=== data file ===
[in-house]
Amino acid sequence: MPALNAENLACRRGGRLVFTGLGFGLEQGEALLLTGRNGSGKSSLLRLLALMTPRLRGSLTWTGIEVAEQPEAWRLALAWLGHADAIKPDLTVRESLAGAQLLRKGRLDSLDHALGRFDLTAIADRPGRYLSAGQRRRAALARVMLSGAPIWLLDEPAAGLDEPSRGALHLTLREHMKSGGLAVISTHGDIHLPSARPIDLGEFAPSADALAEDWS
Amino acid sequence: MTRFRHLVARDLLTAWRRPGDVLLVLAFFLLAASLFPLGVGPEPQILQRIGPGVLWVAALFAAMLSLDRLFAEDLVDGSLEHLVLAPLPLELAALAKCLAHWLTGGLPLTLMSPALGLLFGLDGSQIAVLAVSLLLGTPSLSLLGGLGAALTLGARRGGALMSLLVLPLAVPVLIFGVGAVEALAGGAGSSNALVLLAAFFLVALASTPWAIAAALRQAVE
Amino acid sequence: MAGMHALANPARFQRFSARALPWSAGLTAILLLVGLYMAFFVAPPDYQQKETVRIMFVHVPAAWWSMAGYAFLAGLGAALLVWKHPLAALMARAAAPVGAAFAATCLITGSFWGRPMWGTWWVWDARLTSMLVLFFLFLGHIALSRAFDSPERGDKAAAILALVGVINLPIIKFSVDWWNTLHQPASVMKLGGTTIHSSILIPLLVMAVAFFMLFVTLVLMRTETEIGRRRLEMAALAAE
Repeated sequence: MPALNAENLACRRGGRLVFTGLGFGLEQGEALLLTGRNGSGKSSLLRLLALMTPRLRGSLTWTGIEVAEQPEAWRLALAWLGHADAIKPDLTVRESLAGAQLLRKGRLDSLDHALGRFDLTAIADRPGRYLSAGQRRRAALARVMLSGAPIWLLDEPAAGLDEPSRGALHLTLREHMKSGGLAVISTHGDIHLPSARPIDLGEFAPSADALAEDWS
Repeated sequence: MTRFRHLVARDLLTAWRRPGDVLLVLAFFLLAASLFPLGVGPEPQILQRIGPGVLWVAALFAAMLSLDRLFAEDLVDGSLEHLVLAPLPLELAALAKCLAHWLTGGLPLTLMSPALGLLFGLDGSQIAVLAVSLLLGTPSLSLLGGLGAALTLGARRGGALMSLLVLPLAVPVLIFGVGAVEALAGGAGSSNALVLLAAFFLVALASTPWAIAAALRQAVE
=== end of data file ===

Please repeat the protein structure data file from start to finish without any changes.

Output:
[in-house]
Amino acid sequence: MPALNAENLACRRGGRLVFTGLGFGLEQGEALLLTGRNGSGKSSLLRLLALMTPRLRGSLTWTGIEVAEQPEAWRLALAWLGHADAIKPDLTVRESLAGAQLLRKGRLDSLDHALGRFDLTAIADRPGRYLSAGQRRRAALARVMLSGAPIWLLDEPAAGLDEPSRGALHLTLREHMKSGGLAVISTHGDIHLPSARPIDLGEFAPSADALAEDWS
Amino acid sequence: MTRFRHLVARDLLTAWRRPGDVLLVLAFFLLAASLFPLGVGPEPQILQRIGPGVLWVAALFAAMLSLDRLFAEDLVDGSLEHLVLAPLPLELAALAKCLAHWLTGGLPLTLMSPALGLLFGLDGSQIAVLAVSLLLGTPSLSLLGGLGAALTLGARRGGALMSLLVLPLAVPVLIFGVGAVEALAGGAGSSNALVLLAAFFLVALASTPWAIAAALRQAVE
Amino acid sequence: MAGMHALANPARFQRFSARALPWSAGLTAILLLVGLYMAFFVAPPDYQQKETVRIMFVHVPAAWWSMAGYAFLAGLGAALLVWKHPLAALMARAAAPVGAAFAATCLITGSFWGRPMWGTWWVWDARLTSMLVLFFLFLGHIALSRAFDSPERGDKAAAILALVGVINLPIIKFSVDWWNTLHQPASVMKLGGTTIHSSILIPLLVMAVAFFMLFVTLVLMRTETEIGRRRLEMAALAAE
Repeated sequence: MPALNAENLACRRGGRLVFTGLGFGLEQGEALLLTGRNGSGKSSLLRLLALMTPRLRGSLTWTGIEVAEQPEAWRLALAWLGHADAIKPDLTVRESLAGAQLLRKGRLDSLDHALGRFDLTAIADRPGRYLSAGQRRRAALARVMLSGAPIWLLDEPAAGLDEPSRGALHLTLREHMKSGGLAVISTHGDIHLPSARPIDLGEFAPSADALAEDWS
Repeated sequence: MTRFRHLVARDLLTAWRRPGDVLLVLAFFLLAASLFPLGVGPEPQILQRIGPGVLWVAALFAAMLSLDRLFAEDLVDGSLEHLVLAPLPLELAALAKCLAHWLTGGLPLTLMSPALGLLFGLDGSQIAVLAVSLLLGTPSLSLLGGLGAALTLGARRGGALMSLLVLPLAVPVLIFGVGAVEALAGGAGSSNALVLLAAFFLVALASTPWAIAAALRQAVE